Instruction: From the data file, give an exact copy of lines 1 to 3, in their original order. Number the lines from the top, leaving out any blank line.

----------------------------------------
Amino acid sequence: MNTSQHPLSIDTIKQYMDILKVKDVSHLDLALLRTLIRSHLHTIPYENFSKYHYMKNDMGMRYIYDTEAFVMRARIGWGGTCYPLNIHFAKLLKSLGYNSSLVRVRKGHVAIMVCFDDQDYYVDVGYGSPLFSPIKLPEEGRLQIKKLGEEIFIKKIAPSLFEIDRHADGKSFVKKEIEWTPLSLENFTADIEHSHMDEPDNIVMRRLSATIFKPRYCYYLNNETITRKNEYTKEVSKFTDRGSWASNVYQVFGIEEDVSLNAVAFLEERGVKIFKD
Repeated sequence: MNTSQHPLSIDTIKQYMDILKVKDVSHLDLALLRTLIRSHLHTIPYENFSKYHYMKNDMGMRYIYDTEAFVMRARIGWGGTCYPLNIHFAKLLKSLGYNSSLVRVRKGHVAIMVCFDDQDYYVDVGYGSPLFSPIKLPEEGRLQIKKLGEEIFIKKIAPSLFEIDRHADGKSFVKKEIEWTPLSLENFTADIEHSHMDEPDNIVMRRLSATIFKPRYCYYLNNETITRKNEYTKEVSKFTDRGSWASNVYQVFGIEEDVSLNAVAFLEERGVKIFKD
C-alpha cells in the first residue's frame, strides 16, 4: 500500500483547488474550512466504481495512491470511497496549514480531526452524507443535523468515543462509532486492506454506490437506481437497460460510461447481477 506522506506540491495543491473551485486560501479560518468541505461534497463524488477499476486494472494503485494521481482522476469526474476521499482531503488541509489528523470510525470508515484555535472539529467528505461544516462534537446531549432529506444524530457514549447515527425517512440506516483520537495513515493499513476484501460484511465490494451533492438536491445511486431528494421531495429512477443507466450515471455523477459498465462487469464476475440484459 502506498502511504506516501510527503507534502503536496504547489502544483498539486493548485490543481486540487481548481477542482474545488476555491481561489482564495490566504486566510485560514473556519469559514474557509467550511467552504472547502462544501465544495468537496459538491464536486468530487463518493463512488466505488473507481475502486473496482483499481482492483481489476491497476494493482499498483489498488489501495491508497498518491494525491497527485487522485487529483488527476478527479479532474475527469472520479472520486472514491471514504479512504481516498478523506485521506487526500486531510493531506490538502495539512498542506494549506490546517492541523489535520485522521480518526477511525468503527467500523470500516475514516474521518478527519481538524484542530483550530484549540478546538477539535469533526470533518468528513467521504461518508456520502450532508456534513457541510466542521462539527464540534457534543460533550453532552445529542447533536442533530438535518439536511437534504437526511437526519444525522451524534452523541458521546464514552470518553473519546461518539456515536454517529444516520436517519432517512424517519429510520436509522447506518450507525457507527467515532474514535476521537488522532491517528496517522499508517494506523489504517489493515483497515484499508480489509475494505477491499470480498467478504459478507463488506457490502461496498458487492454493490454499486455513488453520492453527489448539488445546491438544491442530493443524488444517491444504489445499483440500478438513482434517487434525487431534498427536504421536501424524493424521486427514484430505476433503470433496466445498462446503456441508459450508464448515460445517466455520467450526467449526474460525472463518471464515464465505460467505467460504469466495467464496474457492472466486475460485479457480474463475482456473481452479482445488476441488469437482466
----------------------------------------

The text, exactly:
Amino acid sequence: MNTSQHPLSIDTIKQYMDILKVKDVSHLDLALLRTLIRSHLHTIPYENFSKYHYMKNDMGMRYIYDTEAFVMRARIGWGGTCYPLNIHFAKLLKSLGYNSSLVRVRKGHVAIMVCFDDQDYYVDVGYGSPLFSPIKLPEEGRLQIKKLGEEIFIKKIAPSLFEIDRHADGKSFVKKEIEWTPLSLENFTADIEHSHMDEPDNIVMRRLSATIFKPRYCYYLNNETITRKNEYTKEVSKFTDRGSWASNVYQVFGIEEDVSLNAVAFLEERGVKIFKD
Repeated sequence: MNTSQHPLSIDTIKQYMDILKVKDVSHLDLALLRTLIRSHLHTIPYENFSKYHYMKNDMGMRYIYDTEAFVMRARIGWGGTCYPLNIHFAKLLKSLGYNSSLVRVRKGHVAIMVCFDDQDYYVDVGYGSPLFSPIKLPEEGRLQIKKLGEEIFIKKIAPSLFEIDRHADGKSFVKKEIEWTPLSLENFTADIEHSHMDEPDNIVMRRLSATIFKPRYCYYLNNETITRKNEYTKEVSKFTDRGSWASNVYQVFGIEEDVSLNAVAFLEERGVKIFKD
C-alpha cells in the first residue's frame, strides 16, 4: 500500500483547488474550512466504481495512491470511497496549514480531526452524507443535523468515543462509532486492506454506490437506481437497460460510461447481477 506522506506540491495543491473551485486560501479560518468541505461534497463524488477499476486494472494503485494521481482522476469526474476521499482531503488541509489528523470510525470508515484555535472539529467528505461544516462534537446531549432529506444524530457514549447515527425517512440506516483520537495513515493499513476484501460484511465490494451533492438536491445511486431528494421531495429512477443507466450515471455523477459498465462487469464476475440484459 502506498502511504506516501510527503507534502503536496504547489502544483498539486493548485490543481486540487481548481477542482474545488476555491481561489482564495490566504486566510485560514473556519469559514474557509467550511467552504472547502462544501465544495468537496459538491464536486468530487463518493463512488466505488473507481475502486473496482483499481482492483481489476491497476494493482499498483489498488489501495491508497498518491494525491497527485487522485487529483488527476478527479479532474475527469472520479472520486472514491471514504479512504481516498478523506485521506487526500486531510493531506490538502495539512498542506494549506490546517492541523489535520485522521480518526477511525468503527467500523470500516475514516474521518478527519481538524484542530483550530484549540478546538477539535469533526470533518468528513467521504461518508456520502450532508456534513457541510466542521462539527464540534457534543460533550453532552445529542447533536442533530438535518439536511437534504437526511437526519444525522451524534452523541458521546464514552470518553473519546461518539456515536454517529444516520436517519432517512424517519429510520436509522447506518450507525457507527467515532474514535476521537488522532491517528496517522499508517494506523489504517489493515483497515484499508480489509475494505477491499470480498467478504459478507463488506457490502461496498458487492454493490454499486455513488453520492453527489448539488445546491438544491442530493443524488444517491444504489445499483440500478438513482434517487434525487431534498427536504421536501424524493424521486427514484430505476433503470433496466445498462446503456441508459450508464448515460445517466455520467450526467449526474460525472463518471464515464465505460467505467460504469466495467464496474457492472466486475460485479457480474463475482456473481452479482445488476441488469437482466